Pól Ó Conghaile: Forget jet lag. It's time to talk about 'food lag'
Travelling can throw not just body clocks, but appetites and cravings out out-of-whack, says our Travel Editor
You know jet lag. But what about food lag?
Googling the term throws up hardly any results. It's time to change that.
Please log in or register with Independent.ie for free access to this article.
The first dose of food lag I remember came in Valencia. I was a young, hungry (in all respects) travel writer. I'd researched my restaurants. I got to one hot ticket around 7pm. My main aim was to get a seat, and it worked... the place was practically empty. Food was zingy; atmosphere zilch.
When I strolled past a few hours later, needless to say, the place was hopping.
Lesson learned. In Spain, dinner starts at 9 or 10pm. Knowing that is one thing. Making the simple adjustment is another. The urge to eat at 'dinner time at home' can be surprisingly forceful for adults, not to mind kids, and it's tempting to just get everyone fed. But then, of course, you miss the buzz, the colour, the 'Spainness' of it all.
The Spanish eat late for lots of reasons, including hot weather and midday siestas. You need to join them to slot into the country's rhythm of life.
Similar to jet lag, which takes a wrecking ball to body clocks, food lag must be nailed on arrival. Travel throws appetites and digestive systems out of whack (depending on the time zones traversed, you could be struck by a gentle urge for tea and toast at 11pm, or a full-blown carvery craving at 3am). This naturally works itself out over the course of a holiday, but you're better off sorting it sooner, especially on a short trip or city break.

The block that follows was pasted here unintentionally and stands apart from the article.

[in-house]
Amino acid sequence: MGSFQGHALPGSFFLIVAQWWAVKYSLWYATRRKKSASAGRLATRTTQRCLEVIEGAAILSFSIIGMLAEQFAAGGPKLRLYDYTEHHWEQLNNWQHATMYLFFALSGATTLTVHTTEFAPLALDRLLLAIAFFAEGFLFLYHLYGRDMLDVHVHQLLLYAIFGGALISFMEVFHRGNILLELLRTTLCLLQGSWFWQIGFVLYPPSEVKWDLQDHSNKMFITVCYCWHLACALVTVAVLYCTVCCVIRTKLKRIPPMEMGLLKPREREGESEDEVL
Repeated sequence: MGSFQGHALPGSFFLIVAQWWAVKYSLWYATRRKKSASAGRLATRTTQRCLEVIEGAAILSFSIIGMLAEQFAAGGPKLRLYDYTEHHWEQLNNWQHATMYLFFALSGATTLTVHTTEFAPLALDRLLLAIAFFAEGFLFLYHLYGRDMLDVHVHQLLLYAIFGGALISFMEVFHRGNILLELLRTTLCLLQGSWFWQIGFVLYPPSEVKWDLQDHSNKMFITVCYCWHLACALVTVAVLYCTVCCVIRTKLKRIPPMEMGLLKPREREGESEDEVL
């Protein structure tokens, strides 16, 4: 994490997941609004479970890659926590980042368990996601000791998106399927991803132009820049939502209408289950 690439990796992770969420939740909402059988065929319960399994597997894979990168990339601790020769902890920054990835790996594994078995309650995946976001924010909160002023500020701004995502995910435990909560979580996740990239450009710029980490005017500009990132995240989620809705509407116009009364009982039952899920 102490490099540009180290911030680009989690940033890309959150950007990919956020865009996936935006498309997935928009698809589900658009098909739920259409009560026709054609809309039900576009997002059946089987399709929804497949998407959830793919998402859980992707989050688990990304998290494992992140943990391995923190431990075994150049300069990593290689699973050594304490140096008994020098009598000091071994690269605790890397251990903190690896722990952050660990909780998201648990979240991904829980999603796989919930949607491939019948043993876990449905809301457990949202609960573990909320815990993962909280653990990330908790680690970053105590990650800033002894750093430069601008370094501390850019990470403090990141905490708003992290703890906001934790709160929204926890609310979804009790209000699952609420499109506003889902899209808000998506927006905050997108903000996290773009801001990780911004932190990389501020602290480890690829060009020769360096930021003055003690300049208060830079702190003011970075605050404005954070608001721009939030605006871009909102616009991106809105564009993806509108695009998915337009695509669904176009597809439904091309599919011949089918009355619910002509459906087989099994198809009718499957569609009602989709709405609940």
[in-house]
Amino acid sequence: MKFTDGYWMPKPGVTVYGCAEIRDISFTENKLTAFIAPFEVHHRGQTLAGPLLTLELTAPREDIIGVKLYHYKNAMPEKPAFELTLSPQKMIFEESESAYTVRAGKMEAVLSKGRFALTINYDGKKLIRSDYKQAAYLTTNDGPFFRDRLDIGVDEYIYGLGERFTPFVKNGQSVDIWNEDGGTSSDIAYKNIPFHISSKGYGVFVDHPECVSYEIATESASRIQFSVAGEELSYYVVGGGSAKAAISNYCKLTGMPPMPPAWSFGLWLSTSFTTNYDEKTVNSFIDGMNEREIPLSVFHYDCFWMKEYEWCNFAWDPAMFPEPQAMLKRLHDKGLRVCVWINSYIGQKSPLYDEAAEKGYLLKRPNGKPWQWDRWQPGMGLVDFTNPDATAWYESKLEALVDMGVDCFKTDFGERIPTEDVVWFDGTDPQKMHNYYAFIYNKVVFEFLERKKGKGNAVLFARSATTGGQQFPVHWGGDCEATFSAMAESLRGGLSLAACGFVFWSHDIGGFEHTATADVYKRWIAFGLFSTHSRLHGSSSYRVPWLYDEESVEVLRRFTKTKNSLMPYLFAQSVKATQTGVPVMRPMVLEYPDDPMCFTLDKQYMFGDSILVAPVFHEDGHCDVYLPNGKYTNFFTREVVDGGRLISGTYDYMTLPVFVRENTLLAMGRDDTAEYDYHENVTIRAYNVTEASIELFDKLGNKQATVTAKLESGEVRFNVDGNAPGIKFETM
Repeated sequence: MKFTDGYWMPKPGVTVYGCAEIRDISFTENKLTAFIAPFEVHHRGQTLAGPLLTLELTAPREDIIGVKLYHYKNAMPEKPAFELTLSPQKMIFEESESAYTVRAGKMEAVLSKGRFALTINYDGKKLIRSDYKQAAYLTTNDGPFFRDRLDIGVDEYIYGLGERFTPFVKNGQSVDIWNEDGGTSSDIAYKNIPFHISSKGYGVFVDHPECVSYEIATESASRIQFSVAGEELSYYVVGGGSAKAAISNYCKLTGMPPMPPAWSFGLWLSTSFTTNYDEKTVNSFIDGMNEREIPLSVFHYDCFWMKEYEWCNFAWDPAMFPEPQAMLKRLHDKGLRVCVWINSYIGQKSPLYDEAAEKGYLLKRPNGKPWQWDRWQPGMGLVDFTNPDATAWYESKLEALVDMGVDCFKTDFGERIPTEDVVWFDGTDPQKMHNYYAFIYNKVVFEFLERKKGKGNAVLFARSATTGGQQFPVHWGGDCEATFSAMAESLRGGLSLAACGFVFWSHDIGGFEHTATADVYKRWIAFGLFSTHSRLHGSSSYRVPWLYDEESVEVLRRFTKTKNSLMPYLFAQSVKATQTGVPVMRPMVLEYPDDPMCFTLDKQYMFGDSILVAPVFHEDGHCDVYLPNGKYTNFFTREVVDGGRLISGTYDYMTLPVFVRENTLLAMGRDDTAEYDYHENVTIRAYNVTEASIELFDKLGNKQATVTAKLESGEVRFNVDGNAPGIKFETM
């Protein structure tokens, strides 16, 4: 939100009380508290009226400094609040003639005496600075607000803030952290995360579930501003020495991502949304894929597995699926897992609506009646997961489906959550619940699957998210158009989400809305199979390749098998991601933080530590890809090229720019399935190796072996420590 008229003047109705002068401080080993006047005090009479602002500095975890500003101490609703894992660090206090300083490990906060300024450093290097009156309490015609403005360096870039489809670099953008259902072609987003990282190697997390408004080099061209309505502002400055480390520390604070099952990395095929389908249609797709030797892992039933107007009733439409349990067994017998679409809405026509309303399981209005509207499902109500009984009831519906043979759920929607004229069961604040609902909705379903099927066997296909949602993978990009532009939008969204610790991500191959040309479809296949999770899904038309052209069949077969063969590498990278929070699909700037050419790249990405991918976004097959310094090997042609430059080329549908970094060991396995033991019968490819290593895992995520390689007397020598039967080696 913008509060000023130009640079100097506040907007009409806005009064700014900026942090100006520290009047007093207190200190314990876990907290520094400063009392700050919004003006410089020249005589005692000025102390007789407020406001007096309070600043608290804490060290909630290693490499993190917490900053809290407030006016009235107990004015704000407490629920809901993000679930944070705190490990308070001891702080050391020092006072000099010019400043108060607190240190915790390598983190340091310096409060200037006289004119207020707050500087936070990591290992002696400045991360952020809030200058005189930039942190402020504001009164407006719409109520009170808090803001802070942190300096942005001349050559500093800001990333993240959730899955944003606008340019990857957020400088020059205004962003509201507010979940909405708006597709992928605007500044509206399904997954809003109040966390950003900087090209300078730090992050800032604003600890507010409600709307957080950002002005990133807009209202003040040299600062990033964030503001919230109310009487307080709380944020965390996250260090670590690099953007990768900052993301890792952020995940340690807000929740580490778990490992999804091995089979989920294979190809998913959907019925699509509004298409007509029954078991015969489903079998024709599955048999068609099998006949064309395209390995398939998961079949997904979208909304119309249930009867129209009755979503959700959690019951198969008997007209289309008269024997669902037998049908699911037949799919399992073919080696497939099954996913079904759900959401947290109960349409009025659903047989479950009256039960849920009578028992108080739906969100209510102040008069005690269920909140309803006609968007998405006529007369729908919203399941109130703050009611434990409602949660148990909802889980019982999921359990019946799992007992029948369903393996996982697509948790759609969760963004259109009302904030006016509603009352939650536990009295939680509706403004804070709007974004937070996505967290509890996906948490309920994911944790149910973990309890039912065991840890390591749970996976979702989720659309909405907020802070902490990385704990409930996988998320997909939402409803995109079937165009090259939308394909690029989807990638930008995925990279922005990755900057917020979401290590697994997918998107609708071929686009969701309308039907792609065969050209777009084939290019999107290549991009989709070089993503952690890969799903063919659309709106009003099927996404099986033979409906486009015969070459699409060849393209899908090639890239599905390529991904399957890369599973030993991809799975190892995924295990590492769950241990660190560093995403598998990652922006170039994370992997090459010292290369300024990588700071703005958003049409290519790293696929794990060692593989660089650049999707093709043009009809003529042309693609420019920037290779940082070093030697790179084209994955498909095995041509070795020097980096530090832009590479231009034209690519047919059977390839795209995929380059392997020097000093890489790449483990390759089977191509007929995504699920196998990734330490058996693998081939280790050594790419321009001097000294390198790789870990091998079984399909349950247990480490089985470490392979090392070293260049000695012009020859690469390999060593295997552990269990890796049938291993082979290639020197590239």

A tip? Your best friend in Spain is the 'marienda' - a late snack taken between 5pm and 7pm. It could be coffee and churros, or a small plate of tapas washed down with a caña of beer. Similar to Croatia's 'marenda' (brunch) or Peru's 'lonche' (a light bite scoffed between lunch and dinner), it keeps you going... and is another excuse to eat.
It's not just Spain, of course.
France favours small breakfasts (croissants, juice, coffee) and big lunches - the latter usually between 12 and 2pm. Tourists have a relaxed approach to eating, but work/life balance is a big deal here, and restaurant opening hours can be rigorous, especially outside of cities. Many's the enthusiastic visitor that has ambled in at 1.30pm to be told the kitchen is fermé. And there's no 'no' like the French 'non'.
Other tips? Drink more water. Dehydration is one of the main sources of discomfort in travel, and it can feel like hunger - sipping regularly from a refillable bottle helps you deal with stuffy planes, hot weather and food lag.
But the main thing is to eat like a local from the get-go - your body will follow, you'll feel better, and you'll have fun.